One of your editors learned to ski in Davos, so it has a special place in our affections. Many return visits have confirmed the appeal of its slopes, which are both distinctive and extensive, and have revealed its considerable off-piste potential. But the town/city (it could never be called a village) does not get any easier to like. Davos may be the more convenient base for access to most of the mountains it shares with Klosters, but Klosters has the welcoming, intimate feel of a ski resort, and Davos does not. Davos is set in a high, broad, flat-bottomed valley, with its lifts and slopes either side. Arguably it was the very first place in the Alps to develop its slopes. The railway up the Parsenn was one of the first built for skiers (in 1931), and the first draglift was built on the Bolgen nursery slopes in 1934. You can reach the resort by train, but the trip from Zürich airport involves at least two changes. The Davos Express coach service is more straightforward, but runs Saturdays only. Davos shares its slopes with the famously royal resort of Klosters, which has its own chapter. Trips are possible by car or rail to St Moritz (via the Vereina rail tunnel) and Arosa, and by road to Laax and Lenzerheide.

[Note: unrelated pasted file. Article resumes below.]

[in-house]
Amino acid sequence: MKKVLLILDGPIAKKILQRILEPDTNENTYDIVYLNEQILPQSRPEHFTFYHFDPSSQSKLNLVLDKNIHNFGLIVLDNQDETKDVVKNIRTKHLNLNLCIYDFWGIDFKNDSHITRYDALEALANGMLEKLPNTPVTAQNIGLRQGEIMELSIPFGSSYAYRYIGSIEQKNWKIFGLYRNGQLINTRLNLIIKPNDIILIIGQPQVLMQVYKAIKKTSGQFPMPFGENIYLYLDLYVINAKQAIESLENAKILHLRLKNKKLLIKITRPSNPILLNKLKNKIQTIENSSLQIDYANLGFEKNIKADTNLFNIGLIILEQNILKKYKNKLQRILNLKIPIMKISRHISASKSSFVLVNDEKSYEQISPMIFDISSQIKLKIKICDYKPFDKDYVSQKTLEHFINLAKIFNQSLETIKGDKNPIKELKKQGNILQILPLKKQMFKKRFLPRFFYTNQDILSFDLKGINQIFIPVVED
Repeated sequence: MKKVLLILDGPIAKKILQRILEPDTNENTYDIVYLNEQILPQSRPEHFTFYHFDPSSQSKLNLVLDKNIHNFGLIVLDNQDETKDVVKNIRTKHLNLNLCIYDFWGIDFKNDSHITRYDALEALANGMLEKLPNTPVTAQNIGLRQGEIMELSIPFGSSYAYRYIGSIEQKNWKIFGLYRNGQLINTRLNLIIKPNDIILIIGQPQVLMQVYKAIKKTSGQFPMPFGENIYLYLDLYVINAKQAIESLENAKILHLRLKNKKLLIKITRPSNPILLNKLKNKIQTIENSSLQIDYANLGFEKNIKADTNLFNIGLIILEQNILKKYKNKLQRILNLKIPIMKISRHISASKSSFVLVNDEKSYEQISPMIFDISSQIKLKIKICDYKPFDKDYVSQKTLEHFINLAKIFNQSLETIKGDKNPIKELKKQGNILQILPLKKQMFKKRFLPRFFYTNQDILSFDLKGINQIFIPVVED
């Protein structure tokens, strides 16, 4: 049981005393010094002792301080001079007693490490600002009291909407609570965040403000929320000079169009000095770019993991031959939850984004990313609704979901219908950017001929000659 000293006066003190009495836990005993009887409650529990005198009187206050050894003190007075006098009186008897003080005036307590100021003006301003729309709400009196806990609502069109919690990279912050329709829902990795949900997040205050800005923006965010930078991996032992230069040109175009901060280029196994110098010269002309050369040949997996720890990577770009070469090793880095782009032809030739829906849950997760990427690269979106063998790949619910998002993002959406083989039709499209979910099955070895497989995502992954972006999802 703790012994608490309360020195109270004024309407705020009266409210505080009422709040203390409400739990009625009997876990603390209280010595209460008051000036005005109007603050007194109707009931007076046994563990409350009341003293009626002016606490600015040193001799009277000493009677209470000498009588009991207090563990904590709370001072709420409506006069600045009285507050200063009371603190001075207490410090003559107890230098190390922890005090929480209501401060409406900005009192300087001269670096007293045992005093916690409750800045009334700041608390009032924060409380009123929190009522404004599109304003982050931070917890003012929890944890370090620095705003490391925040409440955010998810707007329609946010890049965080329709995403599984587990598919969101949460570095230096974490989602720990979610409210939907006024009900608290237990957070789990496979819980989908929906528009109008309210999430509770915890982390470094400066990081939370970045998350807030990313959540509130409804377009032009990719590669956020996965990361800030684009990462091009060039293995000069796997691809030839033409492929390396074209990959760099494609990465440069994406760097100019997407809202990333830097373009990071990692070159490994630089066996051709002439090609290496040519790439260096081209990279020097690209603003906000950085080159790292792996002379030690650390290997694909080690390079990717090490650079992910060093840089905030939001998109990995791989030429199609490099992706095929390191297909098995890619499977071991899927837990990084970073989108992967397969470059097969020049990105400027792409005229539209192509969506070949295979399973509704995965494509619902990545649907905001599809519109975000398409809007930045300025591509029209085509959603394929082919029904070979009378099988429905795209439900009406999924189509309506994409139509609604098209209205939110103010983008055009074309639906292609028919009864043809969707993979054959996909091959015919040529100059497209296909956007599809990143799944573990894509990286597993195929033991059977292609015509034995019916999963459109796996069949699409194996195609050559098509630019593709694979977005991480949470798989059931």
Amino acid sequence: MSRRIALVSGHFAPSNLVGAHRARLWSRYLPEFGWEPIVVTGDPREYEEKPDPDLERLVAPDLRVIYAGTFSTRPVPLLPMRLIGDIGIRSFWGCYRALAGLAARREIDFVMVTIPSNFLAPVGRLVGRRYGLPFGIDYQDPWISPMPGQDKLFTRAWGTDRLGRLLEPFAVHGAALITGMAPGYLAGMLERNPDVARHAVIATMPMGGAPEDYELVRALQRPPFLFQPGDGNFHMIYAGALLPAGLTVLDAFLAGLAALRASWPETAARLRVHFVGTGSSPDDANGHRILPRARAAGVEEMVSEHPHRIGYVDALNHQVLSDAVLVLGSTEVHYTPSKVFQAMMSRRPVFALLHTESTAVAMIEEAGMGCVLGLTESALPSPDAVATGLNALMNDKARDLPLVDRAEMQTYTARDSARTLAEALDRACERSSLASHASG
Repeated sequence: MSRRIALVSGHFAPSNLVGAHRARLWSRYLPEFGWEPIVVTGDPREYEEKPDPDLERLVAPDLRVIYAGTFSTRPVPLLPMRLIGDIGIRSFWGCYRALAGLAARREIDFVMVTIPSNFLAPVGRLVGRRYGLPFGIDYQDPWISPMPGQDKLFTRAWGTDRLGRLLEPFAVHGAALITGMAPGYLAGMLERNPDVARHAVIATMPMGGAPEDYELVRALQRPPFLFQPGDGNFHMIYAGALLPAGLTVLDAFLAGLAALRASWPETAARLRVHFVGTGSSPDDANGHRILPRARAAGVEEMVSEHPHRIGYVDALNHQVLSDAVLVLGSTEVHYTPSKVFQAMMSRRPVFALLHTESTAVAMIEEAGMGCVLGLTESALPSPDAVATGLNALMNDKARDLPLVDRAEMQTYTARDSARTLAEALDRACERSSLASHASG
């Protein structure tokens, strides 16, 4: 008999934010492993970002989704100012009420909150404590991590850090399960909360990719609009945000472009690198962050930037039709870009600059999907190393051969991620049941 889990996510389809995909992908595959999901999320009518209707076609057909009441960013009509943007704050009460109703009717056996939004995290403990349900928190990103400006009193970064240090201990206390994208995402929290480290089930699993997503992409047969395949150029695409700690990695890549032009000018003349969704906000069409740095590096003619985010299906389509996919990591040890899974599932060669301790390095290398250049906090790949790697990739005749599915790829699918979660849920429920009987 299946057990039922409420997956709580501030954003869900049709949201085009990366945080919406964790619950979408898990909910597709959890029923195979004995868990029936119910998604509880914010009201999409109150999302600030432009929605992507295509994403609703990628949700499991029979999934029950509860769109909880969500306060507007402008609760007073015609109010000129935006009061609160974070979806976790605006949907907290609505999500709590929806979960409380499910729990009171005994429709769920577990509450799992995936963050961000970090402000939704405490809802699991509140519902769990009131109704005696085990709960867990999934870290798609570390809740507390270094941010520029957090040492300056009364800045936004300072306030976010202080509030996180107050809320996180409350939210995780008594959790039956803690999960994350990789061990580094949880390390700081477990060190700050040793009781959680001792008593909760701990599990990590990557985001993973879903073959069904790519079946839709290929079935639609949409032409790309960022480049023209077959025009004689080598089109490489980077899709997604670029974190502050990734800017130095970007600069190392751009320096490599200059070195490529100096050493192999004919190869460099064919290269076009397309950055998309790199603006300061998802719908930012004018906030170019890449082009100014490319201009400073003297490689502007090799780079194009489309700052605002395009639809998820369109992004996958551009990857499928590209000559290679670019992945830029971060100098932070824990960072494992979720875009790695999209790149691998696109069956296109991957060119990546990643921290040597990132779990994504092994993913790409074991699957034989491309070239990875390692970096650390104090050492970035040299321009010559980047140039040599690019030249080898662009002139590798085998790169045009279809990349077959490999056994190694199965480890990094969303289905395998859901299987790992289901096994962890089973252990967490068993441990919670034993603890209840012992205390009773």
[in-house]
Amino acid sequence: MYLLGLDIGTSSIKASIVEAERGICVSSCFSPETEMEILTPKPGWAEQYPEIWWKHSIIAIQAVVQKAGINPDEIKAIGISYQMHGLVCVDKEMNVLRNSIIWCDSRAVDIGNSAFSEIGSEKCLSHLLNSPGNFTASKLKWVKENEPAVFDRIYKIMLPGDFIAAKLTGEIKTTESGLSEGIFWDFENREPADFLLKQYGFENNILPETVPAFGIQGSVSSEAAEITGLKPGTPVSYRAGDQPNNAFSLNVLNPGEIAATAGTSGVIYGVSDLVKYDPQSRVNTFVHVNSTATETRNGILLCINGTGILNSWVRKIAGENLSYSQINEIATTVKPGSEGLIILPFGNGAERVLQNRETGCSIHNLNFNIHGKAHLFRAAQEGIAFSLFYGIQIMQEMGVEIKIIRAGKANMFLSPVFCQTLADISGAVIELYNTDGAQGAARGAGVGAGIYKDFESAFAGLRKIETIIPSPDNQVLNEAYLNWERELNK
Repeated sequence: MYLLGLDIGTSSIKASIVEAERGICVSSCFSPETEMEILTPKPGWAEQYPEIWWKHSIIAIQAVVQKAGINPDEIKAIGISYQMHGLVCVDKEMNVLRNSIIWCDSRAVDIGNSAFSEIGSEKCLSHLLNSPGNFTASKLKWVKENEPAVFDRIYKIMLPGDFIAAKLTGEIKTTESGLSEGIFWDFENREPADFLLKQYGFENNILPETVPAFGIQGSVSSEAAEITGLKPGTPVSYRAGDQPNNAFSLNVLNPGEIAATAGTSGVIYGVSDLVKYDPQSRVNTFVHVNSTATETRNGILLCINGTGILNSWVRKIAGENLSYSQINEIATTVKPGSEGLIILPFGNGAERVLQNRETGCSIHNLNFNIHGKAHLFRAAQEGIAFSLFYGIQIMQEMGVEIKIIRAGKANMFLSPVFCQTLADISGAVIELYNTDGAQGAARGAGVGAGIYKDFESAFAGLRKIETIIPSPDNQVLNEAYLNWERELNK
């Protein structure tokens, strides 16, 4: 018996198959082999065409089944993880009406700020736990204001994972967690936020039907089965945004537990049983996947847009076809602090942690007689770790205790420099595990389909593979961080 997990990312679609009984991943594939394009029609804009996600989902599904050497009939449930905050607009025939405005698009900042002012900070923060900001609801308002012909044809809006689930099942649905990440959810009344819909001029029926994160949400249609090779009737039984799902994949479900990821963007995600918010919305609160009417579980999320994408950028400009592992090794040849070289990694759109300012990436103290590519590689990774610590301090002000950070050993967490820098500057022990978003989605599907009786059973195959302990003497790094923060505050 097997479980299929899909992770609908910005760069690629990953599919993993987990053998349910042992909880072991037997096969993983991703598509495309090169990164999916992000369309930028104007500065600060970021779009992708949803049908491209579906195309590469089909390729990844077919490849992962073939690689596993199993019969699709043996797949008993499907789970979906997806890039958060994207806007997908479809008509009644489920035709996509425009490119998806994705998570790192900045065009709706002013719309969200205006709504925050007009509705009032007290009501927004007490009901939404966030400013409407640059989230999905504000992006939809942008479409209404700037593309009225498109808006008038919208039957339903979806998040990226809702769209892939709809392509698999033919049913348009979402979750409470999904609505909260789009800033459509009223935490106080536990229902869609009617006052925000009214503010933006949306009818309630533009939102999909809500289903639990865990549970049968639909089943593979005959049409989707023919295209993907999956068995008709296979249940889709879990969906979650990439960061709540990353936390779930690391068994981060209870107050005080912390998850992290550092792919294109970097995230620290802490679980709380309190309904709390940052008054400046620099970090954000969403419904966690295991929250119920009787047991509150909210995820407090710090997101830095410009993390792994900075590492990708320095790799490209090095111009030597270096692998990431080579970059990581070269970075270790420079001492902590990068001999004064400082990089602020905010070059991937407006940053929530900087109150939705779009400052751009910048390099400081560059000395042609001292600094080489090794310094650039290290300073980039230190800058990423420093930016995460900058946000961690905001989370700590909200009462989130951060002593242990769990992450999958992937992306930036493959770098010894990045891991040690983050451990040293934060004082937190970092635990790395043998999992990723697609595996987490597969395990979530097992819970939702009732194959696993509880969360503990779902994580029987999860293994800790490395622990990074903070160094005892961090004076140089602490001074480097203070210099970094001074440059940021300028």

Pros

Very extensive slopes

Some superb, long, and mostly easy pistes away from the lifts, with trains to bring you back to base

Lots of accessible off-piste terrain, with several marked itineraries

Good cross-country trails

Cons

Davos is a huge, busy place with dreary block-style buildings, lacking ski-resort atmosphere

Five separate areas of slopes

Lots of T-bars on outlying mountains

The only piste back to town from the main Parsenn area is a black

Getting there

  • Basel airport: 2.5 hours
  • Friedrichshafen airport: 2 hours
  • Zurich airport: 2.5 hours
  • Davos Dorf train station: In resort
  • Davos Platz train station: In resort

Contact Details

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